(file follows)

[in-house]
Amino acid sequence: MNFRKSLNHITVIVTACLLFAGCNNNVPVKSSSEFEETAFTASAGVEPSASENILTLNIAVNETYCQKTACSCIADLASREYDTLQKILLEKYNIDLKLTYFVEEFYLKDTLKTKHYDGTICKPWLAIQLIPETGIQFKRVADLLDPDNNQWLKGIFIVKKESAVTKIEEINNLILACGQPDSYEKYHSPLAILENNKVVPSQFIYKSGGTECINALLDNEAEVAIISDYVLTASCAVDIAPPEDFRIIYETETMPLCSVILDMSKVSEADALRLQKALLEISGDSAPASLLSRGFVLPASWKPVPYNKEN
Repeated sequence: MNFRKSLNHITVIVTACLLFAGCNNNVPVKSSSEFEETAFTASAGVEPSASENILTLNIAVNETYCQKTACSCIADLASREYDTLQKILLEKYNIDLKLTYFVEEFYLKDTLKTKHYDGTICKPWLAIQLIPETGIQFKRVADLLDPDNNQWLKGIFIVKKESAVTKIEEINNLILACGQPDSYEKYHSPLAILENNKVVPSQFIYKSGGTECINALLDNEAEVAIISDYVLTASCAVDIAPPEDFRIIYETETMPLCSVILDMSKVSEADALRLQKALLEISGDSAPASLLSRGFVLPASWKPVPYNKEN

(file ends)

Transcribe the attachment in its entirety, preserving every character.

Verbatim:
[in-house]
Amino acid sequence: MNFRKSLNHITVIVTACLLFAGCNNNVPVKSSSEFEETAFTASAGVEPSASENILTLNIAVNETYCQKTACSCIADLASREYDTLQKILLEKYNIDLKLTYFVEEFYLKDTLKTKHYDGTICKPWLAIQLIPETGIQFKRVADLLDPDNNQWLKGIFIVKKESAVTKIEEINNLILACGQPDSYEKYHSPLAILENNKVVPSQFIYKSGGTECINALLDNEAEVAIISDYVLTASCAVDIAPPEDFRIIYETETMPLCSVILDMSKVSEADALRLQKALLEISGDSAPASLLSRGFVLPASWKPVPYNKEN
Repeated sequence: MNFRKSLNHITVIVTACLLFAGCNNNVPVKSSSEFEETAFTASAGVEPSASENILTLNIAVNETYCQKTACSCIADLASREYDTLQKILLEKYNIDLKLTYFVEEFYLKDTLKTKHYDGTICKPWLAIQLIPETGIQFKRVADLLDPDNNQWLKGIFIVKKESAVTKIEEINNLILACGQPDSYEKYHSPLAILENNKVVPSQFIYKSGGTECINALLDNEAEVAIISDYVLTASCAVDIAPPEDFRIIYETETMPLCSVILDMSKVSEADALRLQKALLEISGDSAPASLLSRGFVLPASWKPVPYNKEN